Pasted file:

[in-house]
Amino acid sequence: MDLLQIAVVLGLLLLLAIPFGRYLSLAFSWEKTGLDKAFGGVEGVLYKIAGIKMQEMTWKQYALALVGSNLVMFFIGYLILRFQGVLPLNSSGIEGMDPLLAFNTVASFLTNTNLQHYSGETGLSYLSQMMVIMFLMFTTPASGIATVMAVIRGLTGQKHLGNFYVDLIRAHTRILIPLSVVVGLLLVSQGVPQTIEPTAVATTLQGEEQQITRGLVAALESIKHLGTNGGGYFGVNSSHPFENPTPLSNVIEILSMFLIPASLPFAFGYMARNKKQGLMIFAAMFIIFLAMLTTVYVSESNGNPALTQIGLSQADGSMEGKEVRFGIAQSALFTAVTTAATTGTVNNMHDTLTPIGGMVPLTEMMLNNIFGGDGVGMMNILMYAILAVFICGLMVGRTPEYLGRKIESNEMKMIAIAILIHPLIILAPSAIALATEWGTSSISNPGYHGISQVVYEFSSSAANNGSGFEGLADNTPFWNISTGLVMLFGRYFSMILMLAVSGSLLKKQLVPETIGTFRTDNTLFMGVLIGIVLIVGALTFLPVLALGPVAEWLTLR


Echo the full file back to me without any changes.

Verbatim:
[in-house]
Amino acid sequence: MDLLQIAVVLGLLLLLAIPFGRYLSLAFSWEKTGLDKAFGGVEGVLYKIAGIKMQEMTWKQYALALVGSNLVMFFIGYLILRFQGVLPLNSSGIEGMDPLLAFNTVASFLTNTNLQHYSGETGLSYLSQMMVIMFLMFTTPASGIATVMAVIRGLTGQKHLGNFYVDLIRAHTRILIPLSVVVGLLLVSQGVPQTIEPTAVATTLQGEEQQITRGLVAALESIKHLGTNGGGYFGVNSSHPFENPTPLSNVIEILSMFLIPASLPFAFGYMARNKKQGLMIFAAMFIIFLAMLTTVYVSESNGNPALTQIGLSQADGSMEGKEVRFGIAQSALFTAVTTAATTGTVNNMHDTLTPIGGMVPLTEMMLNNIFGGDGVGMMNILMYAILAVFICGLMVGRTPEYLGRKIESNEMKMIAIAILIHPLIILAPSAIALATEWGTSSISNPGYHGISQVVYEFSSSAANNGSGFEGLADNTPFWNISTGLVMLFGRYFSMILMLAVSGSLLKKQLVPETIGTFRTDNTLFMGVLIGIVLIVGALTFLPVLALGPVAEWLTLR